Inaugurated on December 19, the exhibition \"The cities of Hercules. Mythology and politics\" will remain open until January 31 in the Hall of the Royal Mail at the Uffizi. The event is the fifteenth round with the \"I Mai visti\" (The Never Seen) serie.
The exhibition is dedicated to Hercules, the mythological character, protagonist of numerous artistic representations and symbol of the Florentine Republic and its ideals. Famous for its strength, Hercules is however a more complex character, with human characteristics, such as sensitivity and a certain fragility.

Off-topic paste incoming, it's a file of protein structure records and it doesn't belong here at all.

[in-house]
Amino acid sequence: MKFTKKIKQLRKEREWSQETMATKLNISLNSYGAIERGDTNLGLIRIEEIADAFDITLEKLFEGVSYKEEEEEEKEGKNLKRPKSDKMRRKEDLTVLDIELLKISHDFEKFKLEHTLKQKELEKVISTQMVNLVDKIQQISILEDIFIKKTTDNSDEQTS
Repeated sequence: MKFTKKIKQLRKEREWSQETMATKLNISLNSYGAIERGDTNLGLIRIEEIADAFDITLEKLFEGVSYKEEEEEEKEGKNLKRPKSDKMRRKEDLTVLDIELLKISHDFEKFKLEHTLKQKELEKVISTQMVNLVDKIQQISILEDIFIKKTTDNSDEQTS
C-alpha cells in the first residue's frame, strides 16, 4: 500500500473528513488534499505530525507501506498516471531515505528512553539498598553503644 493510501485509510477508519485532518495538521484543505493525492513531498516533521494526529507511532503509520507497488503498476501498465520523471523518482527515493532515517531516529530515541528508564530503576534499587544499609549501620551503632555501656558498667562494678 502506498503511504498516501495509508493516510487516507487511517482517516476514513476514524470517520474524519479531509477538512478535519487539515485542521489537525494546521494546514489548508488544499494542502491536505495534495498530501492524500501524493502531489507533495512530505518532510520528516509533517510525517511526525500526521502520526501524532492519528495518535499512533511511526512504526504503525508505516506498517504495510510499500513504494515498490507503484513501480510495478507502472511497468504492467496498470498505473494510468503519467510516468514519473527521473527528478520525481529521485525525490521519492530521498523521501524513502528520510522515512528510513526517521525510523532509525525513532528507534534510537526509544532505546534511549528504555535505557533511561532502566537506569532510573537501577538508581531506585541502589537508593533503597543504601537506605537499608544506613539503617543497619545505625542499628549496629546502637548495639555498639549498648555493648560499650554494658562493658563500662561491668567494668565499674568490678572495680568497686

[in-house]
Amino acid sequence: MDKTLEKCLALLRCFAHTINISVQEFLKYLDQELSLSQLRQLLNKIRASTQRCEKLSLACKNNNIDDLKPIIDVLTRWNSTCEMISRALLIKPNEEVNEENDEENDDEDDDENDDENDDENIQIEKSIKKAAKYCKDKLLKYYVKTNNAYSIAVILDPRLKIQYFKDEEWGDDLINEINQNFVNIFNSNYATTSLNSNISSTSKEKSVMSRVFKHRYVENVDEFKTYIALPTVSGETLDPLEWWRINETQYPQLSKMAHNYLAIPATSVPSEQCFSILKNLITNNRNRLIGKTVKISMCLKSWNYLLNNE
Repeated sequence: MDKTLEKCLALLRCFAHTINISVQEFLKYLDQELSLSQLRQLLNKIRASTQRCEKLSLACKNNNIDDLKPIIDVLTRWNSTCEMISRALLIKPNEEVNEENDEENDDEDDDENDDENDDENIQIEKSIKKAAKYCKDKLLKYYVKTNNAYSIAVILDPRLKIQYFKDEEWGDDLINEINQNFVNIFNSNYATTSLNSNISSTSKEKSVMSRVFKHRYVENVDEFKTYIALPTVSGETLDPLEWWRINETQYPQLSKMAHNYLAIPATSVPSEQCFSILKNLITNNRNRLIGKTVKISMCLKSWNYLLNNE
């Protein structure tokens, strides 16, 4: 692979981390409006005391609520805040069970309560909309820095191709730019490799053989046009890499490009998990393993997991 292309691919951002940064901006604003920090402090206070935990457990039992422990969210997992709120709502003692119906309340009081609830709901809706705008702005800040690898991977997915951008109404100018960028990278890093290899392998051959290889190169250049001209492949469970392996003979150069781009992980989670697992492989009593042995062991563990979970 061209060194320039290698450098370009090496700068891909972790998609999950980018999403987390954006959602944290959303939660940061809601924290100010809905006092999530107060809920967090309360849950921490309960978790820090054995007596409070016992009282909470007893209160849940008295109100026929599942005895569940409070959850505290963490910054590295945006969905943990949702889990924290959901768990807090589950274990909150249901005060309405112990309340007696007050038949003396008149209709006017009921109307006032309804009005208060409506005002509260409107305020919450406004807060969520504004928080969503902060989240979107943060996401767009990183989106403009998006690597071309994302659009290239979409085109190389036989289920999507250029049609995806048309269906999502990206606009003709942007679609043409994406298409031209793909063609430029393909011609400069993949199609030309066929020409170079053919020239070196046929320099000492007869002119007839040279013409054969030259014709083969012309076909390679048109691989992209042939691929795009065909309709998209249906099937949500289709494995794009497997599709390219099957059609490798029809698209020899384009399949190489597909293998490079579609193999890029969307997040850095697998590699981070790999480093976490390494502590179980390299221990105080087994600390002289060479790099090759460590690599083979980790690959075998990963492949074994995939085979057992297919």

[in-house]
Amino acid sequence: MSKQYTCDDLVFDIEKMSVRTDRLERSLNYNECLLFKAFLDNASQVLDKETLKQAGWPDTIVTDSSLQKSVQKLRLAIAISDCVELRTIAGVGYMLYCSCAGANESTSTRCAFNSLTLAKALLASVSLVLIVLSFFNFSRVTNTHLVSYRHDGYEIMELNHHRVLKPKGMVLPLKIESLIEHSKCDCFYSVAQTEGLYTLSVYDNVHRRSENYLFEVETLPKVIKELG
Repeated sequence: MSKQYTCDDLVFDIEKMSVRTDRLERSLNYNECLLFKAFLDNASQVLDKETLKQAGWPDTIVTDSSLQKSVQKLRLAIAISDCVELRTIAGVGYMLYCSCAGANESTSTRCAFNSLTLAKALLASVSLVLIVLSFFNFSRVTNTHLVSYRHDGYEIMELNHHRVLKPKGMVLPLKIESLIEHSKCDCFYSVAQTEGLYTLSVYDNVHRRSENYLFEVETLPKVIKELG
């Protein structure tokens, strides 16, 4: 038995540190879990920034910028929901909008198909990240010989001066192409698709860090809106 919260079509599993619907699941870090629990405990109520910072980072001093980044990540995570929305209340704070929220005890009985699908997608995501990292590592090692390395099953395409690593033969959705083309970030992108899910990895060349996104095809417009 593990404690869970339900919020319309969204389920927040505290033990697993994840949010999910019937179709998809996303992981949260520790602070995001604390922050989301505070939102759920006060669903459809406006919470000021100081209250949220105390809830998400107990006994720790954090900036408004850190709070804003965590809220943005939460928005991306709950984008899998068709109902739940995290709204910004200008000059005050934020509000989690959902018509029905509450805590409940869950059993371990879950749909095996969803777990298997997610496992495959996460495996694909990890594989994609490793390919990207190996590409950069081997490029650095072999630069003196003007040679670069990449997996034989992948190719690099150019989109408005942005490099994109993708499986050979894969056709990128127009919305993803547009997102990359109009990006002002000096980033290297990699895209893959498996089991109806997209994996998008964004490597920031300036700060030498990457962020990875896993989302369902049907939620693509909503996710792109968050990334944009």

In the Middle Ages, Hercules became the personification of the virtue, thanks to its actions: in fact, he freed the Earth from monsters and criminals. It therefore seems understandable that the Republic of Florence made him the very symbol of Government.
In Florence, Hercules is represented in the decoration of the Palazzo Vecchio, but he is also present in the seal of Cosimo de \'Medici. Later, Francis I had him pictured in his Studiolo, in the ceiling of the first corridor of the Uffizi and in the Tribune.
In the exhibition there are nine statues, large and small sculptures, paintings and engraved stones.
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